Exemplary embodiments of the systems and methods according to this disclosure may mark molded products, including solid ink elements, in a manner that may aid in generally effecting identification and/or authenticity verification, and/or in specifically effecting, for example, compatibility matching in an image forming device in which the solid ink elements are intended to be used.
Exemplary embodiments may provide one or more ultraviolet (UV) ink based two dimensional 2D barcodes on a solid ink CRU for identification of the solid ink CRU by a reading mechanism in an image forming device. The use of a UV ink that is not easily visually discernible provides a level of protection against easily detecting, and attempting to copy the identifying information.
Exemplary embodiments may provide a compatible reading mechanism for use in an image forming device to allow for a unique identifier applied to solid ink CRU to be illuminated with UV light and uniquely identified, for example, for use in a managed service environment.
In embodiments, the inclusion of UV ink may be accomplished in such a manner to as to not negatively affect the image quality of images generated in the image forming device.
In embodiments, the image forming process would essentially consume the virtual CRUM on the solid ink CRU.
Exemplary embodiments may visually machine-inspect the solid ink CRU to identify and authenticate the solid ink CRU for use based on a comparison of stored information that the image forming device may compare with the information read from the solid ink CRU by the image forming device.
Exemplary embodiments may facilitate an image forming device, or other device with which a particular molded product CRU may be associated, identifying, authenticating and/or verifying compatibility of, the particular CRU when it is installed in the device. UV-augmented visual machine inspection of a solid ink CRU may be according to well-established practices.
Exemplary embodiments may find utility beyond image forming devices in applications in external inspection, including machine inspection, of medical device disposables. Identification and authentication may be facilitated, using for example portable verification devices, of virtually all molded products made available to customers, end-users, intermediate manufacturers, assemblers, suppliers, and the like.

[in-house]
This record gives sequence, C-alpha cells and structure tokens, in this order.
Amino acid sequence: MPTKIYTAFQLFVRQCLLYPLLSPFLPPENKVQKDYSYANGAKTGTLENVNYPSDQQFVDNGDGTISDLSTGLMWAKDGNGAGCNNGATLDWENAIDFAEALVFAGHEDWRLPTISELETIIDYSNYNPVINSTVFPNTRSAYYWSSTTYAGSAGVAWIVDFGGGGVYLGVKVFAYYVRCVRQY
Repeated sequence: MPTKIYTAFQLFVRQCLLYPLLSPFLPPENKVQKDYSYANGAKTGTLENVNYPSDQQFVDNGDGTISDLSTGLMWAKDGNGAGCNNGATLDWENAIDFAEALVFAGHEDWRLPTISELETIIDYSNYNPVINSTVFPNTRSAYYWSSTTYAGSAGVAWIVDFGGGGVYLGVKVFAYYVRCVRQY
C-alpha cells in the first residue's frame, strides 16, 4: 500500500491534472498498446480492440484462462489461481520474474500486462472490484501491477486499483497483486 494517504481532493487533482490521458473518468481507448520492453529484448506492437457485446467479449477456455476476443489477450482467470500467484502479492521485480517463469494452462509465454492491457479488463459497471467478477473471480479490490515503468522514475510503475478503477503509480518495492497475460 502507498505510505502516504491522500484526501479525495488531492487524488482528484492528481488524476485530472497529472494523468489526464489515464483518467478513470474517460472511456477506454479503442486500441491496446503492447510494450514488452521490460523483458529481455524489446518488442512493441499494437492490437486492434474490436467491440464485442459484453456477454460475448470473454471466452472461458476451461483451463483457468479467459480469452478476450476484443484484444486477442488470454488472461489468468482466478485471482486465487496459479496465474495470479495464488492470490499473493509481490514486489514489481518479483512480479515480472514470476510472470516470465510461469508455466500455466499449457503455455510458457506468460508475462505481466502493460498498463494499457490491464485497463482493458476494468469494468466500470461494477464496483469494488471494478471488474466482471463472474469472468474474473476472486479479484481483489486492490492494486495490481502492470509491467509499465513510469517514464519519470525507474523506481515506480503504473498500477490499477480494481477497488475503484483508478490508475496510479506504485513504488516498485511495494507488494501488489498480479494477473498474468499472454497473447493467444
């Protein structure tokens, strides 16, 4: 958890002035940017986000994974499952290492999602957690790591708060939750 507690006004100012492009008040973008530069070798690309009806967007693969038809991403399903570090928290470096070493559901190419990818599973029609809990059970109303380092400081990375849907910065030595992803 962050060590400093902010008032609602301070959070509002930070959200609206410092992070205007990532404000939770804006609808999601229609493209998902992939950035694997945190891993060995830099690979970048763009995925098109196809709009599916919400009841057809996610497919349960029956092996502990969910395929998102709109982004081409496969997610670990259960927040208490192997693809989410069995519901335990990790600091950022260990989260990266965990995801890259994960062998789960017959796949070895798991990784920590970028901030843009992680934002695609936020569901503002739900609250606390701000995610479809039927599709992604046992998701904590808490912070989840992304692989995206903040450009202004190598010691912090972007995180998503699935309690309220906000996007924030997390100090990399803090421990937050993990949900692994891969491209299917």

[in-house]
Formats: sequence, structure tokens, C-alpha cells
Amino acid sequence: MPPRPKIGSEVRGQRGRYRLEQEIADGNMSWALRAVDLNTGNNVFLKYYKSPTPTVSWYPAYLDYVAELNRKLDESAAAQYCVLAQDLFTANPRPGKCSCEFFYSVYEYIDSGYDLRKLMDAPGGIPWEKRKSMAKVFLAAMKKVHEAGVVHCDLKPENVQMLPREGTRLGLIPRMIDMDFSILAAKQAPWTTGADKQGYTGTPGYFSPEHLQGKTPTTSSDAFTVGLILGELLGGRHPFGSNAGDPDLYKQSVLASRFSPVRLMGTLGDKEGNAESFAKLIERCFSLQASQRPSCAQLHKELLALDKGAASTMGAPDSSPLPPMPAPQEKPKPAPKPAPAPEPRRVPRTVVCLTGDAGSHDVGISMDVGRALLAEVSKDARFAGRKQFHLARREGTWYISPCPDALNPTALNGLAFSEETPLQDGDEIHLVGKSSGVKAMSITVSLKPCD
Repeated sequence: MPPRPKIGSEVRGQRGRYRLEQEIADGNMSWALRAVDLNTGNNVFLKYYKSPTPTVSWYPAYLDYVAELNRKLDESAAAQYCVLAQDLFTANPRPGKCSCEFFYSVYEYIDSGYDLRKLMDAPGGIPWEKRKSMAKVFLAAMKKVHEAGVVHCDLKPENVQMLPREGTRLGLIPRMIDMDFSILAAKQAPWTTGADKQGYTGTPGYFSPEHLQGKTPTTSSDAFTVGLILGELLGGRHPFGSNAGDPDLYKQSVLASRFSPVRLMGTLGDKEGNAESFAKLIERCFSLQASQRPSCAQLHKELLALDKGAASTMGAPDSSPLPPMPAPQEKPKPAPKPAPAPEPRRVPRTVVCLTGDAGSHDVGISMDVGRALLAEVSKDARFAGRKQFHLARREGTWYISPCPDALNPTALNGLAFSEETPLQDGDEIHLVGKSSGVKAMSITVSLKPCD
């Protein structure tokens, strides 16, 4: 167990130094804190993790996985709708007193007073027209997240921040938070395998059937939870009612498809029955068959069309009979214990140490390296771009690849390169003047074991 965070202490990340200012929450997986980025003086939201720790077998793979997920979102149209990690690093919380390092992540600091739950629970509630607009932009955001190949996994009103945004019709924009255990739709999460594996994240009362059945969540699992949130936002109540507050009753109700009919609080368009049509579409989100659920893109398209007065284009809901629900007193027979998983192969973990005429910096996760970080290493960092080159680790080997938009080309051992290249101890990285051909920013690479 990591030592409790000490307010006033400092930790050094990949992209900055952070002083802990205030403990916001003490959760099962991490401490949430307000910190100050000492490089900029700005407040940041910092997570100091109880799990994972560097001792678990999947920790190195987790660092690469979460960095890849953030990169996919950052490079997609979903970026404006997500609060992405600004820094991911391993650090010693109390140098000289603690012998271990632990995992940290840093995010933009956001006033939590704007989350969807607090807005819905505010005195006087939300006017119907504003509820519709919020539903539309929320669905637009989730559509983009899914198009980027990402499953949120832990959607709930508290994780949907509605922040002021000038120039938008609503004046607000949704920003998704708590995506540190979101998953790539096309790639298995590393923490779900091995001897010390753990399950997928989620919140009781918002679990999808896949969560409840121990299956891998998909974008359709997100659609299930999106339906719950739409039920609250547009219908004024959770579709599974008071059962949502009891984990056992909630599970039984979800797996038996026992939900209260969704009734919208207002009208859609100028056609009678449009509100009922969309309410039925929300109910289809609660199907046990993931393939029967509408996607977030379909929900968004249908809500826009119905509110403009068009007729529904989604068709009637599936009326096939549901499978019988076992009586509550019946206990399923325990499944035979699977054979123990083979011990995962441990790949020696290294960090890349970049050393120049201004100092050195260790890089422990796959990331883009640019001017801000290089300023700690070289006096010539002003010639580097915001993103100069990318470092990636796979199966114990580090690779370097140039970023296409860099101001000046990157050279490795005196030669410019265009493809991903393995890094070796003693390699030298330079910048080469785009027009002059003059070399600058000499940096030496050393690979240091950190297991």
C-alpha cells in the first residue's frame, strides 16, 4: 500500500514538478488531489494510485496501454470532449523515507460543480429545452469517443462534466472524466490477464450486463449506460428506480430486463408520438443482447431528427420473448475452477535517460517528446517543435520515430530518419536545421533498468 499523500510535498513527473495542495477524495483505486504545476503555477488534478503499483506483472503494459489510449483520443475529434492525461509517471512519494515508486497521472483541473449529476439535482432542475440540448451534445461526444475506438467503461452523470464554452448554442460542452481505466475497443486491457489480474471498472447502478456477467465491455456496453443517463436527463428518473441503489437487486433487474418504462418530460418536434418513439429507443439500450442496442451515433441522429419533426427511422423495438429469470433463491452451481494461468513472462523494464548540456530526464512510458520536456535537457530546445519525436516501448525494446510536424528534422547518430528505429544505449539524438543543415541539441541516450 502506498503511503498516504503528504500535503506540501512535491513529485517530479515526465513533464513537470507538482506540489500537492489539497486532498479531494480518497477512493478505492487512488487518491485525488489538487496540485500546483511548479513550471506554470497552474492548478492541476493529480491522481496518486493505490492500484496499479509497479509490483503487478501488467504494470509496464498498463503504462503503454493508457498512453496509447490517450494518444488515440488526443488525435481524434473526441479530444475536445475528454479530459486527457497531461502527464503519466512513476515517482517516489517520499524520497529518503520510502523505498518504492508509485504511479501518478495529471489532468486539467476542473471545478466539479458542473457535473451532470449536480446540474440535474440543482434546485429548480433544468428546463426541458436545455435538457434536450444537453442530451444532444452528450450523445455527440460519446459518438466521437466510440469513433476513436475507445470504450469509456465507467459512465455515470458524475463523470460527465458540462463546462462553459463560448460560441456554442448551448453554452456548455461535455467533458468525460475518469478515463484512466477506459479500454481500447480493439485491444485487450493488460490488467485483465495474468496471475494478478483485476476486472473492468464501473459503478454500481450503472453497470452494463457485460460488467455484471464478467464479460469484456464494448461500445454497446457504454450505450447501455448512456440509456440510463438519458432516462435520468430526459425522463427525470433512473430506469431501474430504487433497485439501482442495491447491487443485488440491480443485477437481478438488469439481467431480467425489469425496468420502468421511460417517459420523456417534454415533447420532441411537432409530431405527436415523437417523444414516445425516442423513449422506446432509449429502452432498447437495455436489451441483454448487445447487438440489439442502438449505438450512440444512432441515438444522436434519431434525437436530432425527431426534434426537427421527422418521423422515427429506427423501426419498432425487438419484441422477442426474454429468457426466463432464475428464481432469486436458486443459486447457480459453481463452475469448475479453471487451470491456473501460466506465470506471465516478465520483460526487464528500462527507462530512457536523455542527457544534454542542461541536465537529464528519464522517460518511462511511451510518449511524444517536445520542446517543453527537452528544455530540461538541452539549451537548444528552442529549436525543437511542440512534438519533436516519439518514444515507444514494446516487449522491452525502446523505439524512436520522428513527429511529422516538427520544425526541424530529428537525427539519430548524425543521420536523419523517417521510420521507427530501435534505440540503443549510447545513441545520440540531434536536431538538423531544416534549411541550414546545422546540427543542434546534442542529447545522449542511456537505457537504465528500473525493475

Exemplary embodiments may be advantageously employed in an effort to curtail adaptability and use of counterfeit or copied replacement CRUs in devices, including image forming devices, by largely rendering the counterfeit and copied components generally incompatible with the devices, including image forming devices, which may employ them.
Exemplary embodiments may be used to curb the proliferation of all “gray” market molded components by providing a broadened basis for identification, authentication and/or compatibility verification with regard to any manner of molded products.
These and other features, and advantages, of the disclosed systems and methods are described in, or apparent from, the following detailed description of various exemplary embodiments.
BRIEF DESCRIPTION OF THE DRAWINGS
Various exemplary embodiments of the disclosed systems and methods for implementing virtual customer CRUMs for solid ink CRUs for that may be used in image forming devices, particularly in managed print service environments, will be described, in detail, with reference to the following drawings, in which:
FIG. 1 illustrates a simple block diagram of an exemplary set of four (four color) solid ink element storage and supply devices with which solid ink CRUs marked according to the systems and methods of this disclosure may be used;
FIG. 2 illustrates an exemplary embodiment of a 2D label that may be provided on a solid ink CRU using a UV ink according to this disclosure;
FIG. 3 illustrates a block diagram of an exemplary solid ink CRU authenticating device for effecting an authentication process in an image forming device according to this disclosure; and
FIG. 4 illustrates a flowchart of an exemplary method for effecting authenticating of solid ink CRUs in support of a verification scheme in an image forming device according to this disclosure.
DETAILED DESCRIPTION OF THE DISCLOSED EMBODIMENTS